Jung’s model of the mind is a balance between the conscious and the unconscious. Together these two aspects make up the total personality of the individual. The only real difference between the two is that the conscious mind manifests as the interface between the individual and the rest of the world. It is the part of the mind that ostensibly presents itself to the world as the outward personality or identity of the individual. The unconscious mind is the impulse behind the scenes. It is responsible for connecting the individual with the rest of humanity’s basic nature. It is part of what Jung calls the “collective unconscious” that shares a commonality with all minds that came before and all minds that will come in the future. We cannot interface with the unconscious mind directly or see all of its potential simply by using any of our five senses. It communicates in a completely different way from that of the conscious mind. In effect, it speaks a different language and telegraphs symbolic or archetypal images to influence the behavior of the conscious mind.

When a person is in a vegetative state (PVS) and considered brain dead, it is clear that the conscious mind no longer exists. But as long as the body remains alive, I believe that the unconscious mind is still functioning. That leads me to believe that true death is achieved only when both parts of the mind cease to function.

I focus on brain death because for me it is easier to philosophize about death if I attempt my own method of reengineering. Because I am still a conscious being I am limited to making assumptions and drawing conclusions only through some form of logical progression. However, I do believe that my logic is somehow influenced by input from my unconscious mind; I just cannot prove it or do much else than consider that idea a premise.

As a very young child I used to try to imagine what death might be like. I had the idea that it was probably akin to what life is like prior to fertilization. So I used to try to think really hard to see if I could sense who or what I was before I was conceived. My conclusion was that I was unaware or “unconscious” prior to existence, so I figured after I died I would experience the same thing. I didn’t have the vocabulary or the experience as a child to articulate my ideas. As an adult, I really don’t find much to disagree with about my original thinking. But thanks to the work of Carl Jung, I feel now that I can offer an articulate thesis on death based on my childhood ideas.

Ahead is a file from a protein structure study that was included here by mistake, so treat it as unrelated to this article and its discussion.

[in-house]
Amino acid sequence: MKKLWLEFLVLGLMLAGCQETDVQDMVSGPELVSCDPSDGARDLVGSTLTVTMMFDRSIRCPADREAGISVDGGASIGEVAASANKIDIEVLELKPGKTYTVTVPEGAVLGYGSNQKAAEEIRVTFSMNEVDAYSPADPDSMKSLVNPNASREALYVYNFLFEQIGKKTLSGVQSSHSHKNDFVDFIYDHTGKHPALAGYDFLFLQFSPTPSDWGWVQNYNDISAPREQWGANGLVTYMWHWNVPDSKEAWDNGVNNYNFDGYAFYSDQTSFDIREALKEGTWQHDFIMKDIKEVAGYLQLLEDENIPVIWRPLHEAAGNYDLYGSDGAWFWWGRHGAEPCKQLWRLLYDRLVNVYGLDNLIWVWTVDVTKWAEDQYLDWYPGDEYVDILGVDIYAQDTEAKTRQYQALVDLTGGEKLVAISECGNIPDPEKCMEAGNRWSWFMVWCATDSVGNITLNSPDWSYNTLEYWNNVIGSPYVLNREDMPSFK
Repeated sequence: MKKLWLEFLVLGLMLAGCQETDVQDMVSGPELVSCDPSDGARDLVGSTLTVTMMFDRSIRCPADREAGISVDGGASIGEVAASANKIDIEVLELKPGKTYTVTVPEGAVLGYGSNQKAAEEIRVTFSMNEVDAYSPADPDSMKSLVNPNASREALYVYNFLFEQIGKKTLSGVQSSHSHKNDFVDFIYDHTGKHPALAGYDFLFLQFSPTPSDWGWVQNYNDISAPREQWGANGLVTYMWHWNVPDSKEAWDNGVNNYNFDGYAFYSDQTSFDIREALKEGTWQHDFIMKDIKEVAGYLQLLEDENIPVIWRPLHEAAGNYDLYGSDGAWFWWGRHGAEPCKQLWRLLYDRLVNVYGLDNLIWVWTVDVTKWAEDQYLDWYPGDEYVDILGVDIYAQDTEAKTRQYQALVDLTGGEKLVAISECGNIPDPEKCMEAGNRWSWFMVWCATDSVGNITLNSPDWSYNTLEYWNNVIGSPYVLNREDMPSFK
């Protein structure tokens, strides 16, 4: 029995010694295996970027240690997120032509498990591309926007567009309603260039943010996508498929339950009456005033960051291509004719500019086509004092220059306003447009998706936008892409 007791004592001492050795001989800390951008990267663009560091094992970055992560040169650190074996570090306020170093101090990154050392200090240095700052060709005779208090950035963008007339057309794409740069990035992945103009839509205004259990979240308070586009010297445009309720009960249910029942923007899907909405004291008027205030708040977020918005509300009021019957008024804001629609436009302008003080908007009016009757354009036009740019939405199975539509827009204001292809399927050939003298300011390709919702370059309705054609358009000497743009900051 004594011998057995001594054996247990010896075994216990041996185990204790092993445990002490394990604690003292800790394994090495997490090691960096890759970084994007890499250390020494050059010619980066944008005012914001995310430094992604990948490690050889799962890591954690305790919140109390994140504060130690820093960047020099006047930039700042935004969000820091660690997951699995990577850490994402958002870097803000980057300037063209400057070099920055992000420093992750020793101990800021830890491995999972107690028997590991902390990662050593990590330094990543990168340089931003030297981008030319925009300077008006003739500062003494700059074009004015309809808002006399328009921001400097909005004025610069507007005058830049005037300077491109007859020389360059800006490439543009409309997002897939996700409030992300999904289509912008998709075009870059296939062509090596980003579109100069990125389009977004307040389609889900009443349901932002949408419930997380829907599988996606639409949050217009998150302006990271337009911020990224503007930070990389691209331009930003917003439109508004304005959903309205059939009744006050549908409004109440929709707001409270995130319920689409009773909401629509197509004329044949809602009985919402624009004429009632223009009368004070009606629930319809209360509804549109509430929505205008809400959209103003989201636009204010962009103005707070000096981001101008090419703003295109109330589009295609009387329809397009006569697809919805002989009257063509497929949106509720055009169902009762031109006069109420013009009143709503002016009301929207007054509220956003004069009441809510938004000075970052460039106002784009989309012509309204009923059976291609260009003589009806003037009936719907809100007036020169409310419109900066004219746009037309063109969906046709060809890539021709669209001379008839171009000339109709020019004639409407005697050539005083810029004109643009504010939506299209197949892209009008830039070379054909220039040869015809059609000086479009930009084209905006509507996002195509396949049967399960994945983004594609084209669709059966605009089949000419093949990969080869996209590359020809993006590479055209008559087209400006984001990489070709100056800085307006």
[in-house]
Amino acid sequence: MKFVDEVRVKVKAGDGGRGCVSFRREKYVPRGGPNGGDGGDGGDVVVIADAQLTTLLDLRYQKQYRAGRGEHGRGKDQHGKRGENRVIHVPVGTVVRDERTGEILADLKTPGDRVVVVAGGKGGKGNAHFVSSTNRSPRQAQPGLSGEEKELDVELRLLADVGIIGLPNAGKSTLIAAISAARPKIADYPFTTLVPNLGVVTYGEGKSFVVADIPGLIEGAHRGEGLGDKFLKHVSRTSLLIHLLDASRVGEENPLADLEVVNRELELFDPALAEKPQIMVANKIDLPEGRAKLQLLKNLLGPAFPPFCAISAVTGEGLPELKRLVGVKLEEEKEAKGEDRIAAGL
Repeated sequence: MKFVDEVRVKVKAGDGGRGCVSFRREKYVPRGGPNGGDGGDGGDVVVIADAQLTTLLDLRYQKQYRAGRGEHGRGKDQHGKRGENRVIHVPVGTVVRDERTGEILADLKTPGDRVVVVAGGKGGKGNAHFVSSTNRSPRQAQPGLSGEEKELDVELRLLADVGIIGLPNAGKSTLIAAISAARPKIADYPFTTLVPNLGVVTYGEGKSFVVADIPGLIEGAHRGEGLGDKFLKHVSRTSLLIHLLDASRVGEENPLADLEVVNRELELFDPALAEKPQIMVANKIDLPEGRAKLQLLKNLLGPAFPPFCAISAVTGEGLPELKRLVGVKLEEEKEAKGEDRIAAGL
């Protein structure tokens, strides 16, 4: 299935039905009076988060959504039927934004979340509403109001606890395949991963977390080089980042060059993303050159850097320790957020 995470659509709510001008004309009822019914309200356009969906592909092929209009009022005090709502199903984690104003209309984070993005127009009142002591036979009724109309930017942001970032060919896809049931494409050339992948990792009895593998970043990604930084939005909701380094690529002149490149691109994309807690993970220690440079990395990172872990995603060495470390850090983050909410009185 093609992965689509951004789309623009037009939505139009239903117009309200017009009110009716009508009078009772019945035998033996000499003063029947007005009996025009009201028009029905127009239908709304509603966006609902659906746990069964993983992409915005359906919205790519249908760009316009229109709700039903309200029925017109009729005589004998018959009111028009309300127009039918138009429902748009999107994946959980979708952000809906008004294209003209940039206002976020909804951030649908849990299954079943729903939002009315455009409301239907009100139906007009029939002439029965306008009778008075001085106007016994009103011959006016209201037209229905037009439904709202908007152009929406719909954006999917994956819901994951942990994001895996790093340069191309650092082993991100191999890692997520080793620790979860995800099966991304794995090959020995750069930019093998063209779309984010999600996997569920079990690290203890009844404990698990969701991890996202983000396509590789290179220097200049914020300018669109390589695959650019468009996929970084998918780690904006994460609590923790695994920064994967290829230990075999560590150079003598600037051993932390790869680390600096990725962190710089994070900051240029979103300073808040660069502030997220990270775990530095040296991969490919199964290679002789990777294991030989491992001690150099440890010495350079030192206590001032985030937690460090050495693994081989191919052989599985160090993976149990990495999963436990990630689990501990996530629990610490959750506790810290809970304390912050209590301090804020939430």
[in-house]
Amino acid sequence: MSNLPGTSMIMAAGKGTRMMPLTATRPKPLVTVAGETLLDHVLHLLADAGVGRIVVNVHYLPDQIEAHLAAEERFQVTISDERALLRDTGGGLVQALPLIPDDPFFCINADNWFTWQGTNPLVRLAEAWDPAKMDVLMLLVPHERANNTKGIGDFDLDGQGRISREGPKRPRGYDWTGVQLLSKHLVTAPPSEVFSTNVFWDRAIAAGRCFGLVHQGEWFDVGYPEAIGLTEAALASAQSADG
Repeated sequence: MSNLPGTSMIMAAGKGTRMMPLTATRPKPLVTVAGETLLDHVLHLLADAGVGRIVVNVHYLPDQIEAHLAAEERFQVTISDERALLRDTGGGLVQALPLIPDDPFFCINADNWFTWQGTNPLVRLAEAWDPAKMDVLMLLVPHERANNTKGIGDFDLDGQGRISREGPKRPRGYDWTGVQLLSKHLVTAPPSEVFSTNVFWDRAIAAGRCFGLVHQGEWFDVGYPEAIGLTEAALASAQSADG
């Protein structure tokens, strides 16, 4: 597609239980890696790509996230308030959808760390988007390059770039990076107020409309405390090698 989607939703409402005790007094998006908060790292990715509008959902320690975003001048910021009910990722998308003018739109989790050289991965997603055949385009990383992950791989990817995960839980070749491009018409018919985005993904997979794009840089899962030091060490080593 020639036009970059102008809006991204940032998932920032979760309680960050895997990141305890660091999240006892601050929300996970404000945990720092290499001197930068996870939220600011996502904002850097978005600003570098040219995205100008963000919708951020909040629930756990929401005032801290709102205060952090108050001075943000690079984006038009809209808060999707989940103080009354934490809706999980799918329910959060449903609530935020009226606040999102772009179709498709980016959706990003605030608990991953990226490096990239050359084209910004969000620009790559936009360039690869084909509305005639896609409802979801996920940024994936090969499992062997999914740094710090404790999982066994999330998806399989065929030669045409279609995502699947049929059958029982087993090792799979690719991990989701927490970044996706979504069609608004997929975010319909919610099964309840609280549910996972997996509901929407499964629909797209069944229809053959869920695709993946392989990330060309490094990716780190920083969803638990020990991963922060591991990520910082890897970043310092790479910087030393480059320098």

I begin with the premise that the “collective unconscious” exists. All human beings (and perhaps all sentient life) are connected by this essence—this essential prima materia of life. I don’t think it necessarily means anything beyond itself, but I believe it exists and is eternal. If we all share this common essence even before we are conceived, then what Sigmund Freud says about the emergence of consciousness is as good an analogy as any. Freud sees the newborn as pure “id.” As the child grows, his “ego” begins to emerge from the “id.” I view Freud’s “id” as roughly analogous to Jung’s “unconscious”; and Freud’s “ego” as roughly analogous to Jung’s “conscious.” Using this analogy all human beings start life as unconscious entities; their personalities emerge from an unconscious state to a fully conscious and unique identity. They are individuals with both unconscious and conscious aspects, but how they relate to the rest of the world is apparently through their conscious minds. Think of the unconscious mind as existing behind the scenes, much in the same way that any other hidden infrastructure works (the operating system in a computer; the mechanism of a watch; the electric, plumbing, and mechanical in a house; the vital organs of the body).  

Death is the natural reversal of life. Life emerges from the “collective unconscious,” forms into an “individual unconscious” at fertilization, and eventually fully blossoms into a “conscious” and vibrant existence; with its “personal unconscious” thriving in the background and balancing the individual’s personality. Death occurs in the opposite way. Death begins with the conscious reverting to its “individual unconscious” beginnings and eventually merging into its “collective unconscious” existence, thereby extinguishing all that was recognizable as the person or identity we once knew.

For "Saliba's Metaphysics of Death," click the Philosophy tab.

May we suggest that you start your exploration of the subject of death by visiting these curious sites: